Fall Baseball Should Be A Learning League
When I began coaching my kids in youth baseball, I could not wait for the next season to start. It was only two years into my coaching career that I suggested starting a Fall league while I was on the board of directors. I learnt quickly that being part of any decision making group, was more to just hearing the positives and negatives about an issue and voting on it. The individual agendas that came up along with other surprises were a wake up call for me. When I proposed the Fall league, I was opposed every which way and felt excuses were given not to have it as opposed to looking for ways to get it going. Finally, I overcame the objections and was given the task to come up with the parameters for the Fall league. I knew this would be a process and whatever we did the first year, some changes would be made to make improvements if this was going to become a regular part of our league. I went back to my original notes and I’m happy to say that the Fall league has been alive and going on for over 30 years. Here are some of the things I did that first year right from my original notes.
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1.Run it like pre-season football-
Before I met with all the coaches which amounted to eight, I explained that unlike the regular season this league should be more about skill training than wins and losses. There will be pitching restrictions that will be enforced and if you are looking to win a championship, don’t get involved. The whole concept of this league is developmental. I wanted players who never pitched or played infield to have that chance.
2. It’s a training ground for coaches and umpires also-
Here is something that I received a lot of backlash from. I insisted that the home plate umpires be the managers or coaches from our major or minor league divisions. I also insisted that the base umpires be some of our 14 and 15 year olds who wanted to ump during the regular season and get paid. I felt that it was good for the regular managers and coaches to see what it is like to umpire a game.
3. Limit the innings players are allowed to pitch-
I wanted to develop and give players who never pitched a chance to do so. The first year each team was scheduled to play 6 games. I arbitrarily came up with a formula that no player can pitch more than 12 innings the whole season. I figured 2 innings per game for any one pitcher was plenty and this would force managers to use other players to pitch.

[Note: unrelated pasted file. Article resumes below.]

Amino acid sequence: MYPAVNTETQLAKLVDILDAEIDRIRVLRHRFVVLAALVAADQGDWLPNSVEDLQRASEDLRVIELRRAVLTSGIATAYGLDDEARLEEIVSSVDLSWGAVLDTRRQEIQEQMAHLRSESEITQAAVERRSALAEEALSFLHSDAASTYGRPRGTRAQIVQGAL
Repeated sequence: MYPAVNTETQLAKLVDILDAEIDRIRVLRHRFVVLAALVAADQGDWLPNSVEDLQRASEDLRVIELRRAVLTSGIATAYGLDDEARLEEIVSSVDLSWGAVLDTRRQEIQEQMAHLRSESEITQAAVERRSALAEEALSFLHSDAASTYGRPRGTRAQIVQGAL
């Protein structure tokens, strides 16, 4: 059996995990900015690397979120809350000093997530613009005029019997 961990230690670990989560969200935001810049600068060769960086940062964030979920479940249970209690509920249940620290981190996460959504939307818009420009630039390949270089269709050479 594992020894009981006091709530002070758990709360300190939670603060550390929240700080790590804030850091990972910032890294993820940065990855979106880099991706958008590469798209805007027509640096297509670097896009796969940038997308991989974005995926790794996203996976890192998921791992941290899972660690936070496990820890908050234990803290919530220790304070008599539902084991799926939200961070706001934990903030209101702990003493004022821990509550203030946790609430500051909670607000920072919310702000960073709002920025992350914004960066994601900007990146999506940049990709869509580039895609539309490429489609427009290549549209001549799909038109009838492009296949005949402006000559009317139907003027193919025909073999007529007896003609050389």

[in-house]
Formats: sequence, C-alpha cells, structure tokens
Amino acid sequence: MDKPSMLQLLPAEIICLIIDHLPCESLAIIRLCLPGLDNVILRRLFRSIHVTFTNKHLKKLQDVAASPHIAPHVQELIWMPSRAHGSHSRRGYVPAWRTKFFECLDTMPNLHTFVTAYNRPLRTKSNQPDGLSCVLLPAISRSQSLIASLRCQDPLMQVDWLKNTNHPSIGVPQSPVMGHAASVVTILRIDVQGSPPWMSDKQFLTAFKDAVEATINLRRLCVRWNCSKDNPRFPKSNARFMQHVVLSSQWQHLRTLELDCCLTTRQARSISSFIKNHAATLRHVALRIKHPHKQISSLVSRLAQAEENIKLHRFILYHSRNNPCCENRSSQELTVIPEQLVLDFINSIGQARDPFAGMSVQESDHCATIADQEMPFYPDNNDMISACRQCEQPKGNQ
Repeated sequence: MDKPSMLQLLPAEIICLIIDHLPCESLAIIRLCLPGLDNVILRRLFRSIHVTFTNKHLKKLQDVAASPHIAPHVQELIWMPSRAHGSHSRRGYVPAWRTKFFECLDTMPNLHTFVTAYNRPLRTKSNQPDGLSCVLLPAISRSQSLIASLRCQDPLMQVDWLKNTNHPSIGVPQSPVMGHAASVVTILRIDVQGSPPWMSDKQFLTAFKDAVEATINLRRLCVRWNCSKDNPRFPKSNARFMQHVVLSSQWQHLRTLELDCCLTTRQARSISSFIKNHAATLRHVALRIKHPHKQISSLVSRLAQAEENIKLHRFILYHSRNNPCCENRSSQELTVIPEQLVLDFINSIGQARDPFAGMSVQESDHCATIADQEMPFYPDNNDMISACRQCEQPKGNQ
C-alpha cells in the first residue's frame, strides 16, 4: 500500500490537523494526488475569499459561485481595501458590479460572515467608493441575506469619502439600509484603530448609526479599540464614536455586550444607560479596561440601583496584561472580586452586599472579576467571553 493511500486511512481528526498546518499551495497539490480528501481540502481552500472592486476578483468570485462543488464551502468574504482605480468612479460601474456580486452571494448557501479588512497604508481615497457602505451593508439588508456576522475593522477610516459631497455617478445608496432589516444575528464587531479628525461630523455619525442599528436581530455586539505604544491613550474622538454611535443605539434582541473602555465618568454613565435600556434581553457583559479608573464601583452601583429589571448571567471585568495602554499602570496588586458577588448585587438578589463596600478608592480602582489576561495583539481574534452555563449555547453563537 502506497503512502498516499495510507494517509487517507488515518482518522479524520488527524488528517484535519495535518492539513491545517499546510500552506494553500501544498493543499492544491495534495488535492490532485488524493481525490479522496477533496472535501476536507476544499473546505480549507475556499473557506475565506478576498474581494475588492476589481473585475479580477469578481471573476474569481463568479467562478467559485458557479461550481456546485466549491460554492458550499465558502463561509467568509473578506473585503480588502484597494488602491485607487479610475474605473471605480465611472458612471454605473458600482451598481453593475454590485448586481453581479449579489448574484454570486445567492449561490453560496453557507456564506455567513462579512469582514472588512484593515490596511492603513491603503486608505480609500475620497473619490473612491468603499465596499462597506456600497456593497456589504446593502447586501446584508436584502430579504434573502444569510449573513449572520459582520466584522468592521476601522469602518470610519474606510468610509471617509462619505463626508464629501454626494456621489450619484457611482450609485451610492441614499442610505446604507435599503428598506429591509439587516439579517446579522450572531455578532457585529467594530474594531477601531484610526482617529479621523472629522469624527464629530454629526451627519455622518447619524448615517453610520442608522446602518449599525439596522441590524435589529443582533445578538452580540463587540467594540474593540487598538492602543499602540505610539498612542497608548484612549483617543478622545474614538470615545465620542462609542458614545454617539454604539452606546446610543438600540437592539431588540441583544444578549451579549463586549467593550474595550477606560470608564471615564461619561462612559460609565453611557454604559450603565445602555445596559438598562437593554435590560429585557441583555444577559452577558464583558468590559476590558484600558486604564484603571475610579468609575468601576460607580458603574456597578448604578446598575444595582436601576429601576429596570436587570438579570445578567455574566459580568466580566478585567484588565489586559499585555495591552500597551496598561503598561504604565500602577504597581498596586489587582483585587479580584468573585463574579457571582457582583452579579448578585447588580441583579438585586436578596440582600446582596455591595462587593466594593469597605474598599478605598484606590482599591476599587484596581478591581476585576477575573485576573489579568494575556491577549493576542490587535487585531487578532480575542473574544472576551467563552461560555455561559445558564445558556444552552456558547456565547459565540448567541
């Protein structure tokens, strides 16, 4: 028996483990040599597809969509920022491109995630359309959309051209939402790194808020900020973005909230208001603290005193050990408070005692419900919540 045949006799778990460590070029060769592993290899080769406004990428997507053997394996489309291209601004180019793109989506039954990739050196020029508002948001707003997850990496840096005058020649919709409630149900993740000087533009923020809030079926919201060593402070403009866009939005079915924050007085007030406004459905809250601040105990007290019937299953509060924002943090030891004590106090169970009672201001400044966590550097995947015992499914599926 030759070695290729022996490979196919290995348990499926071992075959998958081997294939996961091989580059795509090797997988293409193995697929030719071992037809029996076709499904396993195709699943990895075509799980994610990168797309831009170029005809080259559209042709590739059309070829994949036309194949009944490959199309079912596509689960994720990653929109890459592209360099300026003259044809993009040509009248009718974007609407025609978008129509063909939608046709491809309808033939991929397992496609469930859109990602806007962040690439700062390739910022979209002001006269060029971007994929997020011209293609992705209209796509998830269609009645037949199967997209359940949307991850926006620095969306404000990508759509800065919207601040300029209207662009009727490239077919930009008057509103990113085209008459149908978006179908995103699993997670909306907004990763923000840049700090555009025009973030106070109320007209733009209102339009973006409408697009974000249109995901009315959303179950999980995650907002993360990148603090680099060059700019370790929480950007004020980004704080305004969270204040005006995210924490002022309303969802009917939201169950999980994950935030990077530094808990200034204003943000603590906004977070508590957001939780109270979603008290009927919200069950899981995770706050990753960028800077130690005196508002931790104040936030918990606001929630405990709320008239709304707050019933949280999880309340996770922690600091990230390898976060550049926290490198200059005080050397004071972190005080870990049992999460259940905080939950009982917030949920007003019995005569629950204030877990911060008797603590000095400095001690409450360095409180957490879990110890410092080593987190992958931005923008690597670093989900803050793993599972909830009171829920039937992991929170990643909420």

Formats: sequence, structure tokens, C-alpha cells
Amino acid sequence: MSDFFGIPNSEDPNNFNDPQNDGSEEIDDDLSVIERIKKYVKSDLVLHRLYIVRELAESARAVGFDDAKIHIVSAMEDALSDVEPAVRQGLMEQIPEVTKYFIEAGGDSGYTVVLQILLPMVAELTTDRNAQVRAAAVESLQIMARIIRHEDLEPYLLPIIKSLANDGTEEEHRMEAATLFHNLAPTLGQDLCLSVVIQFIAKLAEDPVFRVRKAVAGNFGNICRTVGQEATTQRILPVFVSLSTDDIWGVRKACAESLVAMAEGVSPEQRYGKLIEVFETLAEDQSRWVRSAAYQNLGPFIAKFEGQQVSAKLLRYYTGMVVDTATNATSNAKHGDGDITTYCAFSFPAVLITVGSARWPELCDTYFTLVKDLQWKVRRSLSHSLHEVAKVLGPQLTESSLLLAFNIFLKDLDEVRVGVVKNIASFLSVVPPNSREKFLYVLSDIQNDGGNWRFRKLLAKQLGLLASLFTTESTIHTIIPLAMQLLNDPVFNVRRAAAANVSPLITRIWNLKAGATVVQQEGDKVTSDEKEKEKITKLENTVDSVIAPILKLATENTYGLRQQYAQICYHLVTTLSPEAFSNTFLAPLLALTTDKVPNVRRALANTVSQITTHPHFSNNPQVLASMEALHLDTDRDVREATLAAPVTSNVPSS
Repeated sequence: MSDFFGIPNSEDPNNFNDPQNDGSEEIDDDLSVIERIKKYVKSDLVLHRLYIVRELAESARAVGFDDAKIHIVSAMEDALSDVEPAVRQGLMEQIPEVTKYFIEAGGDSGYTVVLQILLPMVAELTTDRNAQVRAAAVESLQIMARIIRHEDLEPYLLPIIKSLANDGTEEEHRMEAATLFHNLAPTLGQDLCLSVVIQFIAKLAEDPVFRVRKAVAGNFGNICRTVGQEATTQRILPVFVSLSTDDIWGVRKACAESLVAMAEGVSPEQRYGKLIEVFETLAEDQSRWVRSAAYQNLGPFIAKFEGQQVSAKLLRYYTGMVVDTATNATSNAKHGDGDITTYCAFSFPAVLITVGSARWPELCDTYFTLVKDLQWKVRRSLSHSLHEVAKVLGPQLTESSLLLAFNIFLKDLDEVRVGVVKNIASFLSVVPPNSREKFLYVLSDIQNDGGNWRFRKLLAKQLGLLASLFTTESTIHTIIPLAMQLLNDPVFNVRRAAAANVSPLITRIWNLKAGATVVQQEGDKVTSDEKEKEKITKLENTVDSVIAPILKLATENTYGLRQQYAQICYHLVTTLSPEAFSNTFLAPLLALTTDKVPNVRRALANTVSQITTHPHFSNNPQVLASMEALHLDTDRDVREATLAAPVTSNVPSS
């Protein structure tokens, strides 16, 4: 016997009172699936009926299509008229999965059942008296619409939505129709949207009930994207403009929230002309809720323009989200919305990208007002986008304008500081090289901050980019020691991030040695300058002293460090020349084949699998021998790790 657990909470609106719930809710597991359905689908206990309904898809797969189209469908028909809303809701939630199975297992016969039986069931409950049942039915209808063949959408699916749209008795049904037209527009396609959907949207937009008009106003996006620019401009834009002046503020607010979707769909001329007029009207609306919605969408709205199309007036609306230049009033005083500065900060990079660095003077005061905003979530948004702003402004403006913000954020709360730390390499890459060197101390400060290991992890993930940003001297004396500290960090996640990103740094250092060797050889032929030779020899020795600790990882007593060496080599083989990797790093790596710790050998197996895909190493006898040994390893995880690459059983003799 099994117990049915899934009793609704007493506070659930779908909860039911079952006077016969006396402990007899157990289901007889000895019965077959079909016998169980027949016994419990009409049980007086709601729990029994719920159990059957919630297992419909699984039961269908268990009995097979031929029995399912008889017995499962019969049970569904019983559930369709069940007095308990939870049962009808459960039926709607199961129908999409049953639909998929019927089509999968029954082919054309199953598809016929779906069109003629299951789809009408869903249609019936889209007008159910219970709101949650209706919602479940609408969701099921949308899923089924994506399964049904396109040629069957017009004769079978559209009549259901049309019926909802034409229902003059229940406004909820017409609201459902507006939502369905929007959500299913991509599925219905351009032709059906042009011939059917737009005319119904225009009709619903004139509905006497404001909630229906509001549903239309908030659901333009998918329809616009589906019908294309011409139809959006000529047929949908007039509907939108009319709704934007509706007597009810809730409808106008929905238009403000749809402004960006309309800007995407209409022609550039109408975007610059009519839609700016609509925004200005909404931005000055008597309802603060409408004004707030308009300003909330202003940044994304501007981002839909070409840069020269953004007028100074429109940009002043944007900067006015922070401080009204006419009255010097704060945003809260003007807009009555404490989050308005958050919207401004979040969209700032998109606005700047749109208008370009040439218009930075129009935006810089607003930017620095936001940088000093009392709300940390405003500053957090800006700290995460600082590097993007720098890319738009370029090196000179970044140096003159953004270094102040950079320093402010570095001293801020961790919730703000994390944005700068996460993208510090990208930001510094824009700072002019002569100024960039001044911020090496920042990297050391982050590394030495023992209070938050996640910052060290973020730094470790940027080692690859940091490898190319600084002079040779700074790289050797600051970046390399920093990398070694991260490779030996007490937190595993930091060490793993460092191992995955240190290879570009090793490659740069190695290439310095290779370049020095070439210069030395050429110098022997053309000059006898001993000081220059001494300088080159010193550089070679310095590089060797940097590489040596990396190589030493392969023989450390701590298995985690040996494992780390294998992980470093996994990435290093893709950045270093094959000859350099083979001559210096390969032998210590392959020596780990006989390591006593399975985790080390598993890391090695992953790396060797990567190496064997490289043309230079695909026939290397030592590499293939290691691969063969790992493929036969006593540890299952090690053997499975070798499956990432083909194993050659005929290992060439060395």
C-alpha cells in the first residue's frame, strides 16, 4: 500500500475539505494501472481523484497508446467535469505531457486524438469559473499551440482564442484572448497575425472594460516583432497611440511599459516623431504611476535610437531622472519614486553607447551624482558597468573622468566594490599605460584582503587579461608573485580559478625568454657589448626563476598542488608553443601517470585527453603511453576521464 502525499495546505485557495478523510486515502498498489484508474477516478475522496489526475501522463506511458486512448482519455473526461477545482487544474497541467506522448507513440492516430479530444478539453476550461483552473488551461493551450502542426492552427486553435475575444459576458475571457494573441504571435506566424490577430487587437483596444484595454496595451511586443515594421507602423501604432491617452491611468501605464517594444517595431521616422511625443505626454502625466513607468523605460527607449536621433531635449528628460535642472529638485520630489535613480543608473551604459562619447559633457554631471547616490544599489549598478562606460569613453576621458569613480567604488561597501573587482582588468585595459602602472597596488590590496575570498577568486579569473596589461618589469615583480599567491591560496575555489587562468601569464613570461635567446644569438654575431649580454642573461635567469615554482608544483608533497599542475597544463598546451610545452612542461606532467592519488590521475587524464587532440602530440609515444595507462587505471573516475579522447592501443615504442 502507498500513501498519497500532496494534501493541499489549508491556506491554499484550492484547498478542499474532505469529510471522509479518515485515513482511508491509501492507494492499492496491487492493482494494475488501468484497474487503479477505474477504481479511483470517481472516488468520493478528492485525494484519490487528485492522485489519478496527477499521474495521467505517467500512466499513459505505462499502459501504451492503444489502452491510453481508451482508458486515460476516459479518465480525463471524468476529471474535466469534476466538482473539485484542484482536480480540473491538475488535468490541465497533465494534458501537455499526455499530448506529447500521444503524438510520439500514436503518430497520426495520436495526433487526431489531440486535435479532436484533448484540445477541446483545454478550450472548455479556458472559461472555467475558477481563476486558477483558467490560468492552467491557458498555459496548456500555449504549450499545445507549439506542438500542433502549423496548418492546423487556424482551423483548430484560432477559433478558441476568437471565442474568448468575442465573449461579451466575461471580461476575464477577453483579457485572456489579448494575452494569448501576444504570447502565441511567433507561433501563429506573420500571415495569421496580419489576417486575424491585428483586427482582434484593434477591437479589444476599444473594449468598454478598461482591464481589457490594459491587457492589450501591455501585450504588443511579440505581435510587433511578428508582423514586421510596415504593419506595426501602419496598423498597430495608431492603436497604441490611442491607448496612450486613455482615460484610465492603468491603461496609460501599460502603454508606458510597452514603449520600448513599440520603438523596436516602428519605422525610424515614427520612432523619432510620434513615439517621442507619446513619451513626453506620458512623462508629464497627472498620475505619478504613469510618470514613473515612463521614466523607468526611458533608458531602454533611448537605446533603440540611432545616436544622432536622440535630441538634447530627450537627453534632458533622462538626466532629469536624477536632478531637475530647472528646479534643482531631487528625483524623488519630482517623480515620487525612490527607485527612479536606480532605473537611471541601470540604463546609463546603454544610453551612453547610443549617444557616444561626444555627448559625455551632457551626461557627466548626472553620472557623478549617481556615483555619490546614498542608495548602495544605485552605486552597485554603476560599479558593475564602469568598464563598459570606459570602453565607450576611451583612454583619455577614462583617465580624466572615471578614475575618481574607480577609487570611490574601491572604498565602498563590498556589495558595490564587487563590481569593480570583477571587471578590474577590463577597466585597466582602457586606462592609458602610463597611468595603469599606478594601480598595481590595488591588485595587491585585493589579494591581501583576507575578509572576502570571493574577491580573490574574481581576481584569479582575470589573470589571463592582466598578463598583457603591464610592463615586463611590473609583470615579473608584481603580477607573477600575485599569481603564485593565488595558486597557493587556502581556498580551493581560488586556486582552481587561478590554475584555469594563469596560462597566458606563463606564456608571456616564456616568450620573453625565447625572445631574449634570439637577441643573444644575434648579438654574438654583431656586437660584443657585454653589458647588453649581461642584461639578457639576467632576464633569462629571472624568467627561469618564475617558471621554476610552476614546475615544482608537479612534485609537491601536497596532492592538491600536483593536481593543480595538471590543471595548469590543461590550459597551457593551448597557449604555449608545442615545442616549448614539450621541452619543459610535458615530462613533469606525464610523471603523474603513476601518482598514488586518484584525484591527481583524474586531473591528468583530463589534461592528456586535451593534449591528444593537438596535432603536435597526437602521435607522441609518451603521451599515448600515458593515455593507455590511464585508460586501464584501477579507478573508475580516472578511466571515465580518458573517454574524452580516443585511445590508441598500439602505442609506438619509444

4. No uniforms, only colored t-shirts-
Because the regular season ended just a couple of months before, the only uniform addition would be colored t-shirts for every team and a cap. This worked out fine and limited any extra expense for the league. We kept the expense down for registration to $20.00 per player.
5. Two practices for each game-
Because I insisted on only 6 games despite some managers wanting to play double headers every weekend, I insisted each team practice at least 12 times during this Fall season which is 2 per game. I gave suggestions without being overbearing and telling the managers how to run their practices and made sure I stayed away from them. I encouraged them to seek out resources that had drills and made a one-page hand out naming the resources available at our local library.
6. Picking teams-
This is key and takes some time. I knew because coaches would be using first time pitchers, some games would be walk marathons so parity was very important. I worked with regular season managers and came up with assigned teams that were fairly even in talent.
7. Batting order logistics-
Unlike the regular season where there were 12 players on a team in this league, we had 13 on a team. All players would bat 1-13 and there would be free substitution. So a manager can change fielders every inning. This was an easy one that all the managers were on board.
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The results from the first year were mixed. For the players it was mostly positive. There were a couple of coaches that were too over zealous about winning. Either they didn’t understand the original concept I explained to them or they just wanted to do it their way. I had to come down strong on one of the managers. The biggest mistake I made was the pitching innings. My idea of developing pitchers was great in theory but, some of the games just went too long. The following year I increased the pitching limit to 3 innings per game. The 6 game season allowed pitchers to pitch 18 innings. But I put a 4 inning limit per pitcher per game. If a game was getting out of hand, the manager can bring in one of his better pitchers to keep the game moving. The umpire situation did not work and I ended up umping more than I wanted to. The next year we had to increase the registration fee to pay for umpires.
One of the residual positive effects of the Fall league was that tryouts for our major league division usually were held at the end of October. The Fall league became a perfect lead into these tryouts. The bottom line is if you have empty fields in the Fall and know there are kids that don’t play sports in the Fall or love baseball, this can work in your own league. I am a huge believer in not concentrating on just one sport. With that said running a Fall league is a great opportunity to keep kids engaged for a few extra weeks of baseball with a more relaxed atmosphere. If you are involved in recreational baseball, look into starting a Fall league. You have beautiful fields dormant during a beautiful time of year. Why not make use of them?
Marty Schupak has coached youth sports for 25 years. He has written 11 books and produced 26 sports instructional videos. His is the founder of T-Ball America.
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